Like us on Facebook and follow us on Twitter.

CoronavirusIndia

Just Posted

North Okanagan business Hytec Kohler set up a COVID-19 vaccination clinic at the Spallumcheen plant Friday, May 14. (Jennifer Smith - Morning Star)
More than half of eligible adults in Interior Health vaccinated

Over 365,000 vaccine doses have been administered throughout the Interior Health region

Student-nurse Kendra Waterstreet administers the Pfizer vaccine to Litia Fleming at the Waneta Plaza vaccination clinic in the old Zellers buiding. Photo: Jim Bailey
Trail vaccination clinic readies for adults age 40+

B.C.’s state of emergency is extended through the end of day on May 25

Kerry Reed
West Kootenay Fishing Report: Spring fishing, the bite is on!!

Anglers having great results on Kootenay Lake and Columbia River

New Border Bruins owner Dr. Mark Szynkaruk reps team colours with his young sons and wife Tracey. Photo courtesy of the Grand Forks Border Bruins
KIJHL’s Border Bruins sold to Grand Forks doctor

The league announced the sale Friday, May 14

For something a little different this week, Trail Blazers is featuring an historical image from the Kootenay Boundary. This rough and tumble photo shows the Forshaw Ranch near Phoenix, B.C, circa 1914. Photo Credit: Boundary Heritage Facebook Page (via Grand Forks Gazette)
Trail Blazers: Home, home on the range

Trail Blazers is a weekly historical feature

Daily confirmed COVID-19 cases reported to B.C. public health, seven-day rolling average in white, to May 12, 2021. (B.C. Centre for Disease Control)
B.C. preparing ‘Restart 2.0’ from COVID-19 as June approaches

Daily infections fall below 500 Friday, down to 387 in hospital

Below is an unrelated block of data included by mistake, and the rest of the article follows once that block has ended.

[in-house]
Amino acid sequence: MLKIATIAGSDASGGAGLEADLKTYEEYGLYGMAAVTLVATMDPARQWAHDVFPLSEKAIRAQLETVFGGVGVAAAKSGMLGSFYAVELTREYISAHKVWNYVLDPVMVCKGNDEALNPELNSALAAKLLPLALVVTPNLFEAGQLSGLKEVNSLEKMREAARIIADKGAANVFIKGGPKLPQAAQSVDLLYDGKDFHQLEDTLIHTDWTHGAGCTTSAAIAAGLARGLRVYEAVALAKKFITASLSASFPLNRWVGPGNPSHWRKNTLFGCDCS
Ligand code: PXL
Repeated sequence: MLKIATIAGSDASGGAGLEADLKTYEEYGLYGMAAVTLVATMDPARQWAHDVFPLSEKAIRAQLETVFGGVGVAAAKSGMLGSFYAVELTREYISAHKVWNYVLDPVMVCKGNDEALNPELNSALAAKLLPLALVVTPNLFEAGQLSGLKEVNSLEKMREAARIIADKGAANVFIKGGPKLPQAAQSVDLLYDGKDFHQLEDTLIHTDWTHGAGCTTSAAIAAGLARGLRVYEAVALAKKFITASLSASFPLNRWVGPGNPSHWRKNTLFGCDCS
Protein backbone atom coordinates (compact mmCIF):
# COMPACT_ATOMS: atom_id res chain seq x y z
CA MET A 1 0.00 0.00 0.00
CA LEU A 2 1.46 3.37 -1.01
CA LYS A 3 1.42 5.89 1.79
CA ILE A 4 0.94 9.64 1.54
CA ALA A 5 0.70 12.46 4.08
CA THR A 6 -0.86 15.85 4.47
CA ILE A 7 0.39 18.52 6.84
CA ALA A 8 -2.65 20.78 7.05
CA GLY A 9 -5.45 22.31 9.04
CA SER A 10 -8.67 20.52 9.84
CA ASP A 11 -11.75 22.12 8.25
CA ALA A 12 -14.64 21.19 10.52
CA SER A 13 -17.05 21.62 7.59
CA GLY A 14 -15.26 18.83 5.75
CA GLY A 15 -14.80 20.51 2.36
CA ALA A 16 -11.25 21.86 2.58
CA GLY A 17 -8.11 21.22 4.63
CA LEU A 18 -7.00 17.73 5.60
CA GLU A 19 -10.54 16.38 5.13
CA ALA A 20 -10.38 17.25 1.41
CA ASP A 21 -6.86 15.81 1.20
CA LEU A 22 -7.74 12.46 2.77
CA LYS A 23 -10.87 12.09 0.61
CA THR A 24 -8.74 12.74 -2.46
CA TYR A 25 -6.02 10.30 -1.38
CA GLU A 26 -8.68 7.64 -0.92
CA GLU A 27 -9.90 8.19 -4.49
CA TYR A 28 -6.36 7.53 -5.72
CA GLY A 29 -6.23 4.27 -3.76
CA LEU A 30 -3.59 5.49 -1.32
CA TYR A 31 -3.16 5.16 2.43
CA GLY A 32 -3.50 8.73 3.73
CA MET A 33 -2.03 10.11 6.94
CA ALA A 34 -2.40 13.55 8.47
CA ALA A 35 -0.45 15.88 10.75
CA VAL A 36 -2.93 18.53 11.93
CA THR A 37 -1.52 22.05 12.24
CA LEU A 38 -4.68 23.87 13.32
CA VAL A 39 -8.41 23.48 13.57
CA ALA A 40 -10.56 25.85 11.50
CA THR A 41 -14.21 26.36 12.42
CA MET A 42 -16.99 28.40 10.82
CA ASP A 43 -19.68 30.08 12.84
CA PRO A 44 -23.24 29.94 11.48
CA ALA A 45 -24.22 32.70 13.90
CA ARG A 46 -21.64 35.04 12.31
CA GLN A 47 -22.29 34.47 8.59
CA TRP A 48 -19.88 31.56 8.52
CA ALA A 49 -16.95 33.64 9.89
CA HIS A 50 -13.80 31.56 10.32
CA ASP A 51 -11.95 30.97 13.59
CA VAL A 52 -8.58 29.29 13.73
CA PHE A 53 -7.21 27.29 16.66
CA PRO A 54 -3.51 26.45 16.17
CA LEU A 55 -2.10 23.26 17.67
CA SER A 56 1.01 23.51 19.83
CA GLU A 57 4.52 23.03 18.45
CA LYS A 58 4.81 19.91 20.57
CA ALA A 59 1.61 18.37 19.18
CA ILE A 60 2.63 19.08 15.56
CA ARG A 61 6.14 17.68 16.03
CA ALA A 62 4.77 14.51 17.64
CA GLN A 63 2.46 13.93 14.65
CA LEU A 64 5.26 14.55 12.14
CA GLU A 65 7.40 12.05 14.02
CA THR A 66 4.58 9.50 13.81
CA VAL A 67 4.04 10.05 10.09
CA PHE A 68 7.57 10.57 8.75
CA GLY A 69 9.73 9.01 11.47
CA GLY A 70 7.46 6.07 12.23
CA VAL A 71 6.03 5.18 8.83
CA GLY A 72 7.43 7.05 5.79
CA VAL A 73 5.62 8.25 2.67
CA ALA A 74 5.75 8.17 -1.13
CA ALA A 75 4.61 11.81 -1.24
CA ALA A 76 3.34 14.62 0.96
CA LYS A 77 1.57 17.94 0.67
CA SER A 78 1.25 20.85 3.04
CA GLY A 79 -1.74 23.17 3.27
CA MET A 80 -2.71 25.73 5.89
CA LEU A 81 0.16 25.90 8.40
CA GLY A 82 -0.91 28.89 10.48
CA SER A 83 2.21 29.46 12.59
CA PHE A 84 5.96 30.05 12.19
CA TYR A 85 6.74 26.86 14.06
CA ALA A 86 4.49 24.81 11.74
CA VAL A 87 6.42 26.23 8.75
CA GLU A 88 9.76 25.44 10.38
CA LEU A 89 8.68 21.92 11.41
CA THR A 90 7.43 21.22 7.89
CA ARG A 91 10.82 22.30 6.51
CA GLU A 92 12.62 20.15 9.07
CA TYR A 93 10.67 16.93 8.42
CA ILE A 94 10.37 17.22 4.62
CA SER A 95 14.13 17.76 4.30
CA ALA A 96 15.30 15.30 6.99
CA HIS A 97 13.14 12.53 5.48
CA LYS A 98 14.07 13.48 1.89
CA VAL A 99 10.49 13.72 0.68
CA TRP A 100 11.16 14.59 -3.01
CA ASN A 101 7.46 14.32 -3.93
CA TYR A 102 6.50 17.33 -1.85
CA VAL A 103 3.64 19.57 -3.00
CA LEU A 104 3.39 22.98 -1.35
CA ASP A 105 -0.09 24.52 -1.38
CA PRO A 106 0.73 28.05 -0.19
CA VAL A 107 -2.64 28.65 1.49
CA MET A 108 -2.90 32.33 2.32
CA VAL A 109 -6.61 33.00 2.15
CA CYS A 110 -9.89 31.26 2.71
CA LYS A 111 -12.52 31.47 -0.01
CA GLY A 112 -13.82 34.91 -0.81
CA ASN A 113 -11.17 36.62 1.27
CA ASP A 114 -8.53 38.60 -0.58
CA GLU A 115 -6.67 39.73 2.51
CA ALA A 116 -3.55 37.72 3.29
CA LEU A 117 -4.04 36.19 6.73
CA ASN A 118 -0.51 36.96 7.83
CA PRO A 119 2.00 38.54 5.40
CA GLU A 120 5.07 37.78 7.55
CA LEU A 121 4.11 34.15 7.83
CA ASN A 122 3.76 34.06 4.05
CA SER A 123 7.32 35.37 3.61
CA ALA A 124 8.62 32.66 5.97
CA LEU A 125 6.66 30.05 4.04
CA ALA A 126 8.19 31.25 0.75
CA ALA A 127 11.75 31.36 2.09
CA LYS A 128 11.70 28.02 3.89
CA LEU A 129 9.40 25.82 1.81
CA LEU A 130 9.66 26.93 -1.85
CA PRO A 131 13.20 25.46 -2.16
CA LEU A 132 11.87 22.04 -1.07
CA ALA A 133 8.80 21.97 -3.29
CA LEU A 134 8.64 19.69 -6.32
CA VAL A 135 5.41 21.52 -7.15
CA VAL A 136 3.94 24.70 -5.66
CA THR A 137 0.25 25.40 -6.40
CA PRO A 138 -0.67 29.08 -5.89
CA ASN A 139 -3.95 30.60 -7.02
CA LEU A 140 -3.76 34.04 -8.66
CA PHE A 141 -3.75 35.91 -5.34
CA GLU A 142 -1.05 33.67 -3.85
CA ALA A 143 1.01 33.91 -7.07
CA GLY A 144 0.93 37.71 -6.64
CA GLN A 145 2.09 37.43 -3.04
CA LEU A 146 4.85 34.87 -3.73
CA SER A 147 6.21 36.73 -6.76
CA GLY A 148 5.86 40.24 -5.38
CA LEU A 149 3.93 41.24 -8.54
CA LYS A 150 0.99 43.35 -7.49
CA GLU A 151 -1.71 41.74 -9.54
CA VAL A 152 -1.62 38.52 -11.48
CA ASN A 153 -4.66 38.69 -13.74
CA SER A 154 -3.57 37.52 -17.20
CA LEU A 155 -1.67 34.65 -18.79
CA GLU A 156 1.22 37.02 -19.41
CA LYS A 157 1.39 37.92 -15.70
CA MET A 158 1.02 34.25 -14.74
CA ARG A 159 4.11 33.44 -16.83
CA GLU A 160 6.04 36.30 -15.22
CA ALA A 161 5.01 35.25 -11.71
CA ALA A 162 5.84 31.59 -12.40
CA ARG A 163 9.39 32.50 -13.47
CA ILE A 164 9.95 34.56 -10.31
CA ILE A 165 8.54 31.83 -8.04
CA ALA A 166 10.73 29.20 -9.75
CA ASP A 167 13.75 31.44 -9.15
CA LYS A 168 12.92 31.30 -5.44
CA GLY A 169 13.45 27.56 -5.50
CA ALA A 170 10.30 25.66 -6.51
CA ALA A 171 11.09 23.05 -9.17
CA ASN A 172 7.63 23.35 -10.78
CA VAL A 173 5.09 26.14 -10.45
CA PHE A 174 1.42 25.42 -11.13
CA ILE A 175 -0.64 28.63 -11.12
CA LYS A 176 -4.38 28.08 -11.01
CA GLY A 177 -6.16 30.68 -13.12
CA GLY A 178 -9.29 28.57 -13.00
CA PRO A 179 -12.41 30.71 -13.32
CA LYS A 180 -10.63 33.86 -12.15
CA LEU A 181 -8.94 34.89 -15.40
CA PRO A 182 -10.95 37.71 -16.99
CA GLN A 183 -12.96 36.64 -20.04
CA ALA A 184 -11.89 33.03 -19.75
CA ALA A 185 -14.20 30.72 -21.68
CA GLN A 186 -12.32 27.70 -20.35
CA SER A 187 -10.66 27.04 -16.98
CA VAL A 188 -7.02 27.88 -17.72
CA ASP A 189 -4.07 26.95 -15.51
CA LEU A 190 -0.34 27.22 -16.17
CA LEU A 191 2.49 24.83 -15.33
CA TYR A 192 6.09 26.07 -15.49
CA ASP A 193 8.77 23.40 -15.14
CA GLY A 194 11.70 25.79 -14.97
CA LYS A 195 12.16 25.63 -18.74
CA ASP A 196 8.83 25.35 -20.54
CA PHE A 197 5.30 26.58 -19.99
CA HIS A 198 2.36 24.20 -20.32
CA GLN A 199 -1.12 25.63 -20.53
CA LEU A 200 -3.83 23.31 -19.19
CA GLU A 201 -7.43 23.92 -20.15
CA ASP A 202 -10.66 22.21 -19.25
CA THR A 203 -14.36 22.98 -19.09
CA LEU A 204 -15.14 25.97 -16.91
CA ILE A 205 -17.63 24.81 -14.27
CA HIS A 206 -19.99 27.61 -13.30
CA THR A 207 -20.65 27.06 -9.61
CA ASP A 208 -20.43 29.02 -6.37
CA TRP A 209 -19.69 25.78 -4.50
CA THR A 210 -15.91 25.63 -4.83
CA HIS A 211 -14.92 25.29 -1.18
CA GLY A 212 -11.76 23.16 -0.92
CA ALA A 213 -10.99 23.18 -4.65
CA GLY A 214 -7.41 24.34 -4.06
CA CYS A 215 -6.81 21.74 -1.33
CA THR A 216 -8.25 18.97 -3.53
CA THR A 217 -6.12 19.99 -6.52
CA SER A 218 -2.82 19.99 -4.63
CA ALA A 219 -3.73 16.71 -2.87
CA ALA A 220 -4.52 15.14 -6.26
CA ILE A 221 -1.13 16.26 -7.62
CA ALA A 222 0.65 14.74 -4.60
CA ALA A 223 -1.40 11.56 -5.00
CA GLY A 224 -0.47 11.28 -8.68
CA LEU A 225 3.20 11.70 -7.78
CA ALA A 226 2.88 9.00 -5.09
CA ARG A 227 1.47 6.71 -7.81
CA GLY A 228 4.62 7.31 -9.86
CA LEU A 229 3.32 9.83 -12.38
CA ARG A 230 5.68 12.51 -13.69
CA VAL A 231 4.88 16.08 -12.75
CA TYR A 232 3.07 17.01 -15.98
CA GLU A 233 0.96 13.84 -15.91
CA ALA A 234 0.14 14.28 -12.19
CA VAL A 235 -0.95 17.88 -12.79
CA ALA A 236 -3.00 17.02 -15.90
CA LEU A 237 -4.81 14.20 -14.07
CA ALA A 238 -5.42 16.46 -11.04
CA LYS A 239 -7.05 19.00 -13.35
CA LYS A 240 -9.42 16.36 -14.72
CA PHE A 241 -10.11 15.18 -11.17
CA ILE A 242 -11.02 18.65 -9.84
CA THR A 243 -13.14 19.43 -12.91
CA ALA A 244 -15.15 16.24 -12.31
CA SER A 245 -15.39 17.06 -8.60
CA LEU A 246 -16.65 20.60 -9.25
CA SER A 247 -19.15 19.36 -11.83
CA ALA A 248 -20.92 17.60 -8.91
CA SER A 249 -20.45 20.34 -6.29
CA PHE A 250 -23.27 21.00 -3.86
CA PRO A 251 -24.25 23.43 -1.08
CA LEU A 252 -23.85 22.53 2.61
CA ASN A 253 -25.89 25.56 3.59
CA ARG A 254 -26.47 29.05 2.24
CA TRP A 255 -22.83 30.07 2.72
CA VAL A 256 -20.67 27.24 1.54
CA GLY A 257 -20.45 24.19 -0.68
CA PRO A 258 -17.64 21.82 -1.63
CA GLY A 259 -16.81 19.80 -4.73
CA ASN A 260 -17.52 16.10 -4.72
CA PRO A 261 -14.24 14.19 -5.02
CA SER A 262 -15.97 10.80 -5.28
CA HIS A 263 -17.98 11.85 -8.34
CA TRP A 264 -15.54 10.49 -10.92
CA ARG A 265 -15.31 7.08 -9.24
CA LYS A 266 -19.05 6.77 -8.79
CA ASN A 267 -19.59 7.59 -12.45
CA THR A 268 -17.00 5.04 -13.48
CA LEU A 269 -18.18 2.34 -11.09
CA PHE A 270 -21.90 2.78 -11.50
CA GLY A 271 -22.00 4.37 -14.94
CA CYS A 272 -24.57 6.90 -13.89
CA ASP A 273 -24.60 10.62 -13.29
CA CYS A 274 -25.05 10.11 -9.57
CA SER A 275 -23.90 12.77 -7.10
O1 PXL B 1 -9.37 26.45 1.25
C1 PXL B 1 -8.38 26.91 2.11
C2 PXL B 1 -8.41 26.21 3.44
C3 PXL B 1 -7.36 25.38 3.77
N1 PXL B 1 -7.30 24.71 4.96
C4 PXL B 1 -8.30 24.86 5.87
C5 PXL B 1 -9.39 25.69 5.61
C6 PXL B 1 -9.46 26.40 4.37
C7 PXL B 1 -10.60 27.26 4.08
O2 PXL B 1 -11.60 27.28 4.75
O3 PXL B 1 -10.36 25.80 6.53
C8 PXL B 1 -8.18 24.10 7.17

Sinikka Gay Elliott was reported missing on Salt Spring Island on Wednesday, May 12. (Courtesty Salt Spring RCMP)
MISSING: Salt Spring RCMP find woman’s car, still seek Island resident

Sinikka Gay Elliott is 5’3” with a slim build and dark brown short hair

The first Black judge named to the BC Supreme Court, Selwyn Romilly, was handcuffed at 9:15 a.m. May 14 while walking along the seawall. (YouTube/Screen grab)
Police apologize after wrongly arresting B.C.’s first Black Supreme Court Justice

At 81 years old, the retired judge was handcuffed in public while out for a walk Friday morning

Dr. Steve Beerman, of Nanaimo, shows off his Dr. David Bishop Gold Medal, awarded for distinguished medical service. (Karl Yu/News Bulletin)
Queen presents Vancouver Island doctor with award for global drowning prevention

Dr. Steve Beerman receives Royal Life Saving Society’s King Edward VII Cup at virtual ceremony

Tim Miller is selling his 76-foot steel bridge from his property in Burton, B.C. The bridge originates from the railway in Revelstoke. (Contributed)
For sale: a 100-ton 19th century bridge by Arrow Lakes

Bridge is in Burton, B.C. and advertised for $40,000

Former UFV Cascades wrestling coach Arjan Singh Bhullar is now the ONE heavyweight champion after defeating Brandon Vera via TKO in round two on Saturday in Singapore. (ONE Championship)
Former UFV wrestling coach wins MMA championship

Arjan Singh Bhullar captures ONE heavyweight title, first Indian origin fighter to achieve honour

Astra Zeneca vaccine waits for injection in a Feb. 3, 2021 file photo. A Langley man has become the second B.C. resident to suffer a blood clot following an injection. (AP Photo/Frank Augstein)
B.C. man required emergency surgery after AstraZeneca vaccination

Shaun Mulldoon suffered ‘massive blood clot’ after jab

Chilliwack’s Kile Brown, performing as drag queen Hailey Adler, dances and lip syncs in front of hundreds of people during the inaugural Chilliwack Pride Barbecue at the Neighbourhood Learning Centre on Aug. 24, 2019. Monday, May 17 is International Day Against Homophobia, Transphobia and Biphobia. (Jenna Hauck/ Chilliwack Progress file)
Unofficial holidays: Here’s what people are celebrating for the week of May 16 to 22

International Day Against Homophobia, Talk Like Yoda Day, Sea Monkey Day all coming up this week

Most Read